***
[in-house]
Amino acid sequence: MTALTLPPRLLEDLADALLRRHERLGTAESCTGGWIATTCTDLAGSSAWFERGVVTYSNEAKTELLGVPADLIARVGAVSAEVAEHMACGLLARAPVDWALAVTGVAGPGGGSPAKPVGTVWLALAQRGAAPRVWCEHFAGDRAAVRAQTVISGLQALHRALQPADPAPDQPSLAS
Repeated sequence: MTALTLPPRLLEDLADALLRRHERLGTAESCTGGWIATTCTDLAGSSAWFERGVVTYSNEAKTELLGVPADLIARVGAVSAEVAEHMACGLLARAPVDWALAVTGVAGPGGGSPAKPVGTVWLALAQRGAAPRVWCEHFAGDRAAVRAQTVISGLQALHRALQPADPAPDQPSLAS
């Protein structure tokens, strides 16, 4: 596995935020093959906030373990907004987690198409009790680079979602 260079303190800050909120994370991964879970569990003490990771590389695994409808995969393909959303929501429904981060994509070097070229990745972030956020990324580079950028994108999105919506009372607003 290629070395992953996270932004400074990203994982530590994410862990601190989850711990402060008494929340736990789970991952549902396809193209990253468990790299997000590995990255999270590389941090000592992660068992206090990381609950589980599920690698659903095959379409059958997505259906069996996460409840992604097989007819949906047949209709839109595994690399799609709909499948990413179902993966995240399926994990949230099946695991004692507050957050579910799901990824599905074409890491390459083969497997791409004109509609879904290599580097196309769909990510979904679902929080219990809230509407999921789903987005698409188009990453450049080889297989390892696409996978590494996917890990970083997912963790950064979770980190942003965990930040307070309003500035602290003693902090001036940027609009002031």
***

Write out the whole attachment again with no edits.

[in-house]
Amino acid sequence: MTALTLPPRLLEDLADALLRRHERLGTAESCTGGWIATTCTDLAGSSAWFERGVVTYSNEAKTELLGVPADLIARVGAVSAEVAEHMACGLLARAPVDWALAVTGVAGPGGGSPAKPVGTVWLALAQRGAAPRVWCEHFAGDRAAVRAQTVISGLQALHRALQPADPAPDQPSLAS
Repeated sequence: MTALTLPPRLLEDLADALLRRHERLGTAESCTGGWIATTCTDLAGSSAWFERGVVTYSNEAKTELLGVPADLIARVGAVSAEVAEHMACGLLARAPVDWALAVTGVAGPGGGSPAKPVGTVWLALAQRGAAPRVWCEHFAGDRAAVRAQTVISGLQALHRALQPADPAPDQPSLAS
């Protein structure tokens, strides 16, 4: 596995935020093959906030373990907004987690198409009790680079979602 260079303190800050909120994370991964879970569990003490990771590389695994409808995969393909959303929501429904981060994509070097070229990745972030956020990324580079950028994108999105919506009372607003 290629070395992953996270932004400074990203994982530590994410862990601190989850711990402060008494929340736990789970991952549902396809193209990253468990790299997000590995990255999270590389941090000592992660068992206090990381609950589980599920690698659903095959379409059958997505259906069996996460409840992604097989007819949906047949209709839109595994690399799609709909499948990413179902993966995240399926994990949230099946695991004692507050957050579910799901990824599905074409890491390459083969497997791409004109509609879904290599580097196309769909990510979904679902929080219990809230509407999921789903987005698409188009990453450049080889297989390892696409996978590494996917890990970083997912963790950064979770980190942003965990930040307070309003500035602290003693902090001036940027609009002031």